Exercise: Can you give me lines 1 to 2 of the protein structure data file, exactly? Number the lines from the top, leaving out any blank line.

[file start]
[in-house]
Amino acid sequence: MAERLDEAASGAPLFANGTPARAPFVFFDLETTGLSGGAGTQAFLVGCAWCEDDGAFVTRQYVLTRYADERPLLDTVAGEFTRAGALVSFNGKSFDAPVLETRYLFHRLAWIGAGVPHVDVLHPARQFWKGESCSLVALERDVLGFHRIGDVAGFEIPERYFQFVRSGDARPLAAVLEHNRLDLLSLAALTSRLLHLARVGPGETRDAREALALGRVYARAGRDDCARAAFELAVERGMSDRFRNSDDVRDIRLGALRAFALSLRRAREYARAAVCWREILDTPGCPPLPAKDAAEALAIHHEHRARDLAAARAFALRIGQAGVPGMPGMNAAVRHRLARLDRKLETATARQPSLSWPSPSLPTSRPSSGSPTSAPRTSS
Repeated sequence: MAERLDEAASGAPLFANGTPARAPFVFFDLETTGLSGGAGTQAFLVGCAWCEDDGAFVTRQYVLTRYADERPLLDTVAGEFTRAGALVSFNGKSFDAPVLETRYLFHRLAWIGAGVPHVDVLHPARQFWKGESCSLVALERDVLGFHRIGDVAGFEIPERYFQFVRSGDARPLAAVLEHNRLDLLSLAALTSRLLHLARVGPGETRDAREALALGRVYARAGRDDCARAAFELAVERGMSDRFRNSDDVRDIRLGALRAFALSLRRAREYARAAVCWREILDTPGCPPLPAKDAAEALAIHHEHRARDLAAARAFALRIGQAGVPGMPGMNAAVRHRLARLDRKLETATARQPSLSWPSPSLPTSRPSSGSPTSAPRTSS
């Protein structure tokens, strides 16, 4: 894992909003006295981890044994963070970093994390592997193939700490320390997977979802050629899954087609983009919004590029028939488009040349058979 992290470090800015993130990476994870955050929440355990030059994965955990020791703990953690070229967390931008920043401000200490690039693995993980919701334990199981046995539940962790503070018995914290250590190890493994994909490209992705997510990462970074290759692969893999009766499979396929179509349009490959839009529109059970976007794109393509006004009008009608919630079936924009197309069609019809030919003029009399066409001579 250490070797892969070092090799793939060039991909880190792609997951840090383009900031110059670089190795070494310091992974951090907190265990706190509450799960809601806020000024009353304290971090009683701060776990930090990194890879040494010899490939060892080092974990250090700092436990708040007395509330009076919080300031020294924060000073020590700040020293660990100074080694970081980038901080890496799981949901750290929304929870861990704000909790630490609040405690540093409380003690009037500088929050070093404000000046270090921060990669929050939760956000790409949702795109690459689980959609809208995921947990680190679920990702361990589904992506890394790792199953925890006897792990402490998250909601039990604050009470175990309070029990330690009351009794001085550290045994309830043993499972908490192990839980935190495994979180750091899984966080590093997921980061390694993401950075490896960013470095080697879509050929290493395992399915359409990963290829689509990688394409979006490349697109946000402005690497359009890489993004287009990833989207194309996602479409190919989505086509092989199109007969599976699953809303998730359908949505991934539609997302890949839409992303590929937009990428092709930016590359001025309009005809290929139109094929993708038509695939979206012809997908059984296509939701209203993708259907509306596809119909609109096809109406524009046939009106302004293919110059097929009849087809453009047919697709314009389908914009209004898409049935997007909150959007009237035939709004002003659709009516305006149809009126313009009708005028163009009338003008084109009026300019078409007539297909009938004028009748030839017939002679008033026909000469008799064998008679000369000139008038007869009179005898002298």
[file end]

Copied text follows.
[in-house]
Amino acid sequence: MAERLDEAASGAPLFANGTPARAPFVFFDLETTGLSGGAGTQAFLVGCAWCEDDGAFVTRQYVLTRYADERPLLDTVAGEFTRAGALVSFNGKSFDAPVLETRYLFHRLAWIGAGVPHVDVLHPARQFWKGESCSLVALERDVLGFHRIGDVAGFEIPERYFQFVRSGDARPLAAVLEHNRLDLLSLAALTSRLLHLARVGPGETRDAREALALGRVYARAGRDDCARAAFELAVERGMSDRFRNSDDVRDIRLGALRAFALSLRRAREYARAAVCWREILDTPGCPPLPAKDAAEALAIHHEHRARDLAAARAFALRIGQAGVPGMPGMNAAVRHRLARLDRKLETATARQPSLSWPSPSLPTSRPSSGSPTSAPRTSS